Edinburgh businessman David Anderson, along with a group of volunteers, determined to restore the Sharps' course to play. Anderson, an engaging enthusiast if ever there was one (he is prone to referring to himself as 'Old Daw', after the legendary St Andrews golfing figure of the same name), made contact with Scotland's greatest modern amateur golfer, Peter McEvoy, and the team is making steady progress towards its aim of having nine holes of golf in play. And, in keeping with the historic importance of the house and estate, the golf course too will be a museum – all play will be with vintage hickory clubs, of which Anderson has built an impressive collection.

An early decision was that the course could not be returned to its original layout. Although the routing survives on the 1924 plan, it shows a large number of crossing holes that, even with light play, would be an unacceptable safety risk today. So McEvoy has routed nine new holes in 'Golf Field', and, along with his team of volunteers, has begun the process of building the course. With budgets closer to 1907 than 2007 levels, this is an exercise in slow-but-steady.

Even at this fairly early stage, though, a number of holes have taken exciting shape. Anderson, in keeping with the period, is eschewing par ratings,preferring to quote slightly more generous bogey scores. The bogey five fifth hole will be plenty tough enough with vintage equipment, though. McEvoy has built a couple of bunkers near the green, and, although they are not finished, I hope he will have a second glance at their forms, perhaps returning them to a more rudimentary look in keeping with the early 1900s feel.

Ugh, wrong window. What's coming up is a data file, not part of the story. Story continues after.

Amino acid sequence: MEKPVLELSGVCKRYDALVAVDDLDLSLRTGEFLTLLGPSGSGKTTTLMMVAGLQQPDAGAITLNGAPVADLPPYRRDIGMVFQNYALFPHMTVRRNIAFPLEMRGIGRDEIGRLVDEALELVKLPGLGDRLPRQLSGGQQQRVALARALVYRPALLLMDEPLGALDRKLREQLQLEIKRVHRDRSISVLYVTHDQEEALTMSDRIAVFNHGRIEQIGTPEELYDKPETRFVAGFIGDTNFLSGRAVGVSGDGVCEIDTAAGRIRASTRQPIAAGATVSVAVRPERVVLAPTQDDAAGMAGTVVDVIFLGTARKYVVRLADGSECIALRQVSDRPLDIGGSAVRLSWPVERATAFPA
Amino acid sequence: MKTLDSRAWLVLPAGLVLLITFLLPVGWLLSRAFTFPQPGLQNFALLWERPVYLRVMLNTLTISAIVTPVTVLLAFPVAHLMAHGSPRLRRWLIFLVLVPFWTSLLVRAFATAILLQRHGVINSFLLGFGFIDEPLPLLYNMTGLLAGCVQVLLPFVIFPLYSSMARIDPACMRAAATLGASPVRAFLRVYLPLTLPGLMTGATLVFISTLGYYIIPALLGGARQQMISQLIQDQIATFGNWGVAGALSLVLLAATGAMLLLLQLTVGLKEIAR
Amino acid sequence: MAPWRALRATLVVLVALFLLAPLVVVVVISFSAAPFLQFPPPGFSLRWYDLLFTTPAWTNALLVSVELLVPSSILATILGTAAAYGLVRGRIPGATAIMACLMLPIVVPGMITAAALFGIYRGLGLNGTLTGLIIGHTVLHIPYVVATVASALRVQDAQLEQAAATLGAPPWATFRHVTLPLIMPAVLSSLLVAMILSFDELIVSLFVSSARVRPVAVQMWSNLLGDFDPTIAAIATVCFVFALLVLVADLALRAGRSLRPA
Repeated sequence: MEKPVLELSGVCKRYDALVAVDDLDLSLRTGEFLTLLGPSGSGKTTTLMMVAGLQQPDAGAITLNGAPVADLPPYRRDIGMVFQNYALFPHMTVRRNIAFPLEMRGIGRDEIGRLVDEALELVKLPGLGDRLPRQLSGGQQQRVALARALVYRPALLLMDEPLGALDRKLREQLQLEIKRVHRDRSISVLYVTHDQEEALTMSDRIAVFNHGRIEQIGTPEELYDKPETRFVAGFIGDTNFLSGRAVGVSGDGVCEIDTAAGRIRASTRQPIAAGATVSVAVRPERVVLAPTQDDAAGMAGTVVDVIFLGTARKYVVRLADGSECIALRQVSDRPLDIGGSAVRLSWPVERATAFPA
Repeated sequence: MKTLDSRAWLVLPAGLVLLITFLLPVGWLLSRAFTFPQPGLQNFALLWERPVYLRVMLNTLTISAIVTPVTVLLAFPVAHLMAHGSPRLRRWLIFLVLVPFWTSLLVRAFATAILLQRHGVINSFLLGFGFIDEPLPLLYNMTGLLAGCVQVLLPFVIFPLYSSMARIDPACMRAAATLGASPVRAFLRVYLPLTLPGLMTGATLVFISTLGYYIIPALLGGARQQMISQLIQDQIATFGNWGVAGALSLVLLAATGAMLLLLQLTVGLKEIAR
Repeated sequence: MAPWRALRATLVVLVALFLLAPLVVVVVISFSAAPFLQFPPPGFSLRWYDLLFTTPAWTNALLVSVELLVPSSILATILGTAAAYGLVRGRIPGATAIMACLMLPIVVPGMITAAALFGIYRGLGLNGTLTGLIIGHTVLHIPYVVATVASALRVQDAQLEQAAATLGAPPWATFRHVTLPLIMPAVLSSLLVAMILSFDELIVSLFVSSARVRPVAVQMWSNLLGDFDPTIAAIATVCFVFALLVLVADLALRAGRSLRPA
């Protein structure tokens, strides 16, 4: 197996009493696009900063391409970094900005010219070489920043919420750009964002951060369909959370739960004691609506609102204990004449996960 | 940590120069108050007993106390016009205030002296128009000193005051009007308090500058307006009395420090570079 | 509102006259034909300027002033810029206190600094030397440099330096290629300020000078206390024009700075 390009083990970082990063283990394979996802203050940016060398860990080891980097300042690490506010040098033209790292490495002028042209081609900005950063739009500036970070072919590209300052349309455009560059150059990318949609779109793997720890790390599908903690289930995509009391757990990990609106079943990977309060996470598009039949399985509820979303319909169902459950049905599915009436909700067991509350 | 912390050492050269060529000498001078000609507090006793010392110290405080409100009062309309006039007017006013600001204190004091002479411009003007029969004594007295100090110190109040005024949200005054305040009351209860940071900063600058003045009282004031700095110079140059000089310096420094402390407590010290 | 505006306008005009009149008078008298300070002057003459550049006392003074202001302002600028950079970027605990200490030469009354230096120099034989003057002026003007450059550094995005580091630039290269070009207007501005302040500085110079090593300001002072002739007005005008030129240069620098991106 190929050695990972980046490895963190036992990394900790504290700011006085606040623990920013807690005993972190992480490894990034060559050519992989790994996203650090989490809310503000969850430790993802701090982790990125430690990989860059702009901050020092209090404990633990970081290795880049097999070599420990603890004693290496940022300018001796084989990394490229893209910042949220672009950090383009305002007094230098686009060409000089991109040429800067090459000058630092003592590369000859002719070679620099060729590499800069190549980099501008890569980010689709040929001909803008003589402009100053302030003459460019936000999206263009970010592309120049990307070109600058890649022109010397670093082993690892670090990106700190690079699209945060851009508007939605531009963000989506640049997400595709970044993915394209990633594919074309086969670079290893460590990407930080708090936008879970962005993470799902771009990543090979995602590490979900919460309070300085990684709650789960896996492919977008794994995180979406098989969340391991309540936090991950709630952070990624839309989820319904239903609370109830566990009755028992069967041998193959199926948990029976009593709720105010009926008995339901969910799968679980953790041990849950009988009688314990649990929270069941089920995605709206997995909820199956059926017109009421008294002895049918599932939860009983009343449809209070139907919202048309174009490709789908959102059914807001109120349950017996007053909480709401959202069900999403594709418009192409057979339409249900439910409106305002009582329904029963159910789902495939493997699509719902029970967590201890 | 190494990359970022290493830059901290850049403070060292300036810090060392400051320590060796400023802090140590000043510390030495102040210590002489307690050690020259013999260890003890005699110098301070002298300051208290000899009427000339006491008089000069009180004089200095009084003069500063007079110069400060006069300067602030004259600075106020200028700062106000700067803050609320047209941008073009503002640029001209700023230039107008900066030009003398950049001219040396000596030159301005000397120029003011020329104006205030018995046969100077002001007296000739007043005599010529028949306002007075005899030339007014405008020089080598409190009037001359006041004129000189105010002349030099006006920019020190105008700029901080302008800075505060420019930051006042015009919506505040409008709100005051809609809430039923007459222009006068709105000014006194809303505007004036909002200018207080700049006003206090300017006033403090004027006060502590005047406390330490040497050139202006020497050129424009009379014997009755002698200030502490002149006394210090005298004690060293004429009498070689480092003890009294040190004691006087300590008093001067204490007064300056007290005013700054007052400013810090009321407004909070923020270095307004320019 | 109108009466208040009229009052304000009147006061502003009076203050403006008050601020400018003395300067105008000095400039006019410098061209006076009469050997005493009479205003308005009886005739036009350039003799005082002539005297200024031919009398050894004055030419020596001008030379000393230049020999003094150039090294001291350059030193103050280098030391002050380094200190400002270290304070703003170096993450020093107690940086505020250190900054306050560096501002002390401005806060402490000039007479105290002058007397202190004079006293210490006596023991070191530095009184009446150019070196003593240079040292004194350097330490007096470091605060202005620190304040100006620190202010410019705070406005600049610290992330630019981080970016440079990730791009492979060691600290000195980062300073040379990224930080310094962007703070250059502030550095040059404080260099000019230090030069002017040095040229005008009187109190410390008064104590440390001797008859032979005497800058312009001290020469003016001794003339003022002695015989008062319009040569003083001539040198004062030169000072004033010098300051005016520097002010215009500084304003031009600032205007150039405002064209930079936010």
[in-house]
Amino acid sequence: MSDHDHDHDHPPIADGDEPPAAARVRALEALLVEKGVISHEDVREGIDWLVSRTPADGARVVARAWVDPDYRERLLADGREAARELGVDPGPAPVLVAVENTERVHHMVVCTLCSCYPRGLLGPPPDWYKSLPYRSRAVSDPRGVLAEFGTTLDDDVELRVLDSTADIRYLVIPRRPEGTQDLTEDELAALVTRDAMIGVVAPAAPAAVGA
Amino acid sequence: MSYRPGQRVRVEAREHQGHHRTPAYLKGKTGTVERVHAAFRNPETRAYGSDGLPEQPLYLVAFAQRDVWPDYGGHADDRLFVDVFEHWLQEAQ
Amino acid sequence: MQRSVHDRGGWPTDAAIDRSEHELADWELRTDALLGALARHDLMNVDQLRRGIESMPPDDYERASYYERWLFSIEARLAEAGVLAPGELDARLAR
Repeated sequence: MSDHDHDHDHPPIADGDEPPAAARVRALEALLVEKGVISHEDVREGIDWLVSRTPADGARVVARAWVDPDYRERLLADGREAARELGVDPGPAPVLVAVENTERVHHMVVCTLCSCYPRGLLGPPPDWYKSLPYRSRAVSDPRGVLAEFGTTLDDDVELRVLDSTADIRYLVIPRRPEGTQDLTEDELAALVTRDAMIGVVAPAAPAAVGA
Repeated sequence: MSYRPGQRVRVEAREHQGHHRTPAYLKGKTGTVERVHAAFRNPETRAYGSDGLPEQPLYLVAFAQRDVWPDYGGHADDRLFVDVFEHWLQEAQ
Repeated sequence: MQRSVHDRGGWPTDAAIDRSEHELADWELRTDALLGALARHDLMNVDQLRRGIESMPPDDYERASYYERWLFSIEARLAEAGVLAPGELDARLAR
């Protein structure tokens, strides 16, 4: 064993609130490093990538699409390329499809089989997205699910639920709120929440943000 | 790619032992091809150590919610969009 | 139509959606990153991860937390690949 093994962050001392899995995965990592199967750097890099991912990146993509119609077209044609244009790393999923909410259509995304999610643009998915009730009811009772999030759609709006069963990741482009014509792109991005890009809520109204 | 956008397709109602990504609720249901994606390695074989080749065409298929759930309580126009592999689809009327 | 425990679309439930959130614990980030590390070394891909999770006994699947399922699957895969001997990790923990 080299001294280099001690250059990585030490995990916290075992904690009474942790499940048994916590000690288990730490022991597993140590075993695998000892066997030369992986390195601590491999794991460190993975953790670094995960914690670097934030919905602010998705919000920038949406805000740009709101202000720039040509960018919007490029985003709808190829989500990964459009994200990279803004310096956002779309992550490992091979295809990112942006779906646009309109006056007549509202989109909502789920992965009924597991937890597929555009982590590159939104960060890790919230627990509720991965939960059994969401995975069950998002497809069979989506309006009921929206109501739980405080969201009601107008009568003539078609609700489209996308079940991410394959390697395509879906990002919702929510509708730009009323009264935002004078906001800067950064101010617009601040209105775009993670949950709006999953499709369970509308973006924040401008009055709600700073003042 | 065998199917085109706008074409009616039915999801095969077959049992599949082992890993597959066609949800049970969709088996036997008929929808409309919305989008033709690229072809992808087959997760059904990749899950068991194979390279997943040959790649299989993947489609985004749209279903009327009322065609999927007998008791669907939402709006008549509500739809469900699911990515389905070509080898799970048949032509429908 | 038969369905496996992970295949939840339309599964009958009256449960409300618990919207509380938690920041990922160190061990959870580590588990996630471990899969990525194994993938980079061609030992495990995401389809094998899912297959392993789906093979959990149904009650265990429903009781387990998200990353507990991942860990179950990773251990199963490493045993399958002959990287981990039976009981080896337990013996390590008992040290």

The sixth hole, which plays back towards the house from the far side of Golf Field, will be a strong two shotter, putting especial pressure on the drive. Two large mature trees pinch the fairway just beyond driving distance, and to get a good line to the green the player will have to favour the outside of the dogleg right. The hole also features an eighteenth century 'condie' or drainage ditch, which was uncovered during construction works, and which has been restored to full functionality and, in many places, exposed so as to create a small crossing hazard.

The seventh is a fine one shotter to a green banked slightly into the slope above the condie, with a small bunker right in the middle of the golfer's view. With the flag anywhere near the trap, and the knowledge that players of the 1910s had only niblicks to escape sand, it will be a bold shot to aim for the stick.

I am full of admiration for David Anderson, Peter McEvoy and everyone else involved at Hill of Tarvit. They have undertaken a project that has no financial motivation, only the desire to add an extra attraction to a historic estate, and to allow golfers to recreate the experiences of those who came before us. Compared to many of the courses we review in Golf Course Architecture, this will never be grand, never host tournaments, never win awards for its conditioning. But it will be a direct link to the roots of the game, and for that we should all extend our gratitude.

This article appeared in issue 10 of Golf Course Architecture, published October 2007